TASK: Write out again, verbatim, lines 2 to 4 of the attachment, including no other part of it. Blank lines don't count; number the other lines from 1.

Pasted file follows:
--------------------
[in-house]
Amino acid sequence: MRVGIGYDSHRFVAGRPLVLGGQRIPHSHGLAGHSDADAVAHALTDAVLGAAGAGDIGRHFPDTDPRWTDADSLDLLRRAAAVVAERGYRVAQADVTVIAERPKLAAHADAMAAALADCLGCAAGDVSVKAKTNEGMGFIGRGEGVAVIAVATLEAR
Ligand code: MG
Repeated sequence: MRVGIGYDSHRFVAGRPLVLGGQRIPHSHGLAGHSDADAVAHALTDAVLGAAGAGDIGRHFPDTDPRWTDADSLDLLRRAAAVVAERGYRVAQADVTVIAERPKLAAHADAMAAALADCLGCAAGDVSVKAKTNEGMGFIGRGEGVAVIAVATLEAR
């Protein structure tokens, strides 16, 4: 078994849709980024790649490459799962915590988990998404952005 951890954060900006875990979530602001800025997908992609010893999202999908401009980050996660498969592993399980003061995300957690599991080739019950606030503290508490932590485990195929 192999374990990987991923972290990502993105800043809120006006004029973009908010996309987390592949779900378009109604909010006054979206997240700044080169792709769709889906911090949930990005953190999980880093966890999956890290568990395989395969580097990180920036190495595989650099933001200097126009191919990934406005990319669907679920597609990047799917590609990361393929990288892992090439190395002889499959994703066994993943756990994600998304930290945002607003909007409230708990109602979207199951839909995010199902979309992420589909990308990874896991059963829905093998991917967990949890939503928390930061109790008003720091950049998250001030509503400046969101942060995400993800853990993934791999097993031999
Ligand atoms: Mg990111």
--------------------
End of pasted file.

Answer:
Amino acid sequence: MRVGIGYDSHRFVAGRPLVLGGQRIPHSHGLAGHSDADAVAHALTDAVLGAAGAGDIGRHFPDTDPRWTDADSLDLLRRAAAVVAERGYRVAQADVTVIAERPKLAAHADAMAAALADCLGCAAGDVSVKAKTNEGMGFIGRGEGVAVIAVATLEAR
Ligand code: MG
Repeated sequence: MRVGIGYDSHRFVAGRPLVLGGQRIPHSHGLAGHSDADAVAHALTDAVLGAAGAGDIGRHFPDTDPRWTDADSLDLLRRAAAVVAERGYRVAQADVTVIAERPKLAAHADAMAAALADCLGCAAGDVSVKAKTNEGMGFIGRGEGVAVIAVATLEAR